Although US index futures point to a firmer open on Wall Street, it remains to be seen whether the bulls will be able to hold their ground in the face of rising concerns over stagflation. Crude prices have broken out again, a day after the OPEC+ agreed to raise oil output by 400K barrels per day instead of 800K bpd, with a pause in December. The impact of the OPEC’s decision has disappointed those calling for a bigger hike, and oil prices have risen as a result. This is only adding to inflationary pressures, especially for some emerging market economies who are also large oil importers like India. Rising oil prices are also keeping bond yields underpinned, and overvalued and technology shares undermined, as investors expect to see tighter monetary conditions from the Fed and other central banks in the months ahead.
Are we in stagflation already?
To be clear, I don’t think we are there yet, but we could be heading towards a period – and some sort – of stagflation, if the current macro trends don’t change. It all depends on one’s view of how high inflation needs to be in relation to how fast the economy is slowing down to call it stagflation. While there is little doubt about high inflation persisting longer than expected, what is unclear is whether growth will weaken significantly, or unemployment rises noticeably to call this stagflation. GDP is still expanding, and US unemployment rate is just over 5%, which is not high enough – thankfully – to call it stagflation. A surprise economic contraction in one of the next few quarters could certainty remove any doubts as to whether we are in a stagflation period. This will depend largely on the supply-side bottlenecks, although demand could also weaken now that government support is slowly being replaced by higher taxes to pay for the record fiscal spending made during lockdowns to stimulate the economy.
What factors are driving stagflation concerns?
I think rallying crude oil for a large part – especially for emerging market economies who are also net oil importers. India and China to name a couple. Even in the more advanced economies, rising crude oil prices have raised fuel prices, directly impacting consumers’ disposable incomes. The other factors are driven by other energy prices – most notably gas, but also surging electricity prices – as well as supply-chain bottlenecks – the latter raising both inflation and hurting economic growth.
What does it all mean for the markets?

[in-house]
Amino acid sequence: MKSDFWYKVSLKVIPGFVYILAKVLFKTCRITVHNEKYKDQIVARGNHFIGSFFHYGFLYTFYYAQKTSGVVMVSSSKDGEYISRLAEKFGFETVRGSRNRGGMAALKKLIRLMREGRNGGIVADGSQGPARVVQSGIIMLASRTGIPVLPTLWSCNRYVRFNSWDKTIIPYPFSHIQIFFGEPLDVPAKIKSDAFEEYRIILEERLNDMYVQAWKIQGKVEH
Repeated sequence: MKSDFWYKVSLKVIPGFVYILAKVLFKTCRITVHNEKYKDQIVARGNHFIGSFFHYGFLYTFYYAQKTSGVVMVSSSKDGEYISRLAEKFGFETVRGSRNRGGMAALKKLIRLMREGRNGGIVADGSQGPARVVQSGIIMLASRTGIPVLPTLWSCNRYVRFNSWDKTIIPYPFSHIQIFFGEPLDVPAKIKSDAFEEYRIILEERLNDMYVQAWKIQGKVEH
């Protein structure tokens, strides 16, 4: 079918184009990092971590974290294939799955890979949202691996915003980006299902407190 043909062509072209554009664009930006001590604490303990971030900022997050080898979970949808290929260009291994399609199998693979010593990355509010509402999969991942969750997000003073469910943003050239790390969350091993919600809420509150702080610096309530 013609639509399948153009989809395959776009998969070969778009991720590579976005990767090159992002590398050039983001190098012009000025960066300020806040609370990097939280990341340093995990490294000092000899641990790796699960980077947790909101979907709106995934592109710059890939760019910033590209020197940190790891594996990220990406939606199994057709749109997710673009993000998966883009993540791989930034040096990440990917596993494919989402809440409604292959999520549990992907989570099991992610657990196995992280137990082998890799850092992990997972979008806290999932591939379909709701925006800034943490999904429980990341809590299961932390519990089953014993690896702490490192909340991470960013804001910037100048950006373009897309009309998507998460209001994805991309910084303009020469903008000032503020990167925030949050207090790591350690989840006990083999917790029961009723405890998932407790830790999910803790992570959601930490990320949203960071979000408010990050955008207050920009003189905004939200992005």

If stagflation lingers, central banks will be unable to do much about it because (1) monetary policy is already globally extraordinary loose and (2) and further loosening is going to overcook inflation even more, which is not something they would pursue in periods where prices are already on the rise.
Against this backdrop, the current bearish sentiment towards equities could remain in place for a lengthier period of time than previous cases of when we had market turmoil. Meanwhile, bond yields should rise amid haven flows and expectations of tighter monetary policy. This will offset some of the havens flows into gold as we have already witnessed with directionless prices. Currency markets will be impacted relative to one another. For example, in Japan, where inflation has been non-existent, the Bank of Japan will be less inclined to fight off inflationary pressures by tightening its policy. In contrast, the US and UK, for example, would be more inclined to do so. Everything else being the same, this should put upward pressure on the likes of the USD/JPY and GBP/JPY – for as long as sentiment towards risk assets do not turn significantly negative to trigger haven flows into the relative safety of the Japanese yen and bonds.
Nasdaq could drop another 500 points?
With lots of support levels broken, the Nasdaq is in danger of staging an even deeper pullback thanks to the above macro concerns. On Monday, the index formed a bearish engulfing candle, potentially pointing to further weakness. Short-term resistance around 14550, Friday’s low, was being tested at the time of writing. Once support, we may see a drop from around this area. The next big downside target is around the 200-day average circa 14050. That’s around 500 points below market, but we could see this level being tested given the bearish sentiment towards the technology sector.
Source: ThinkMarkets and TradingView.com
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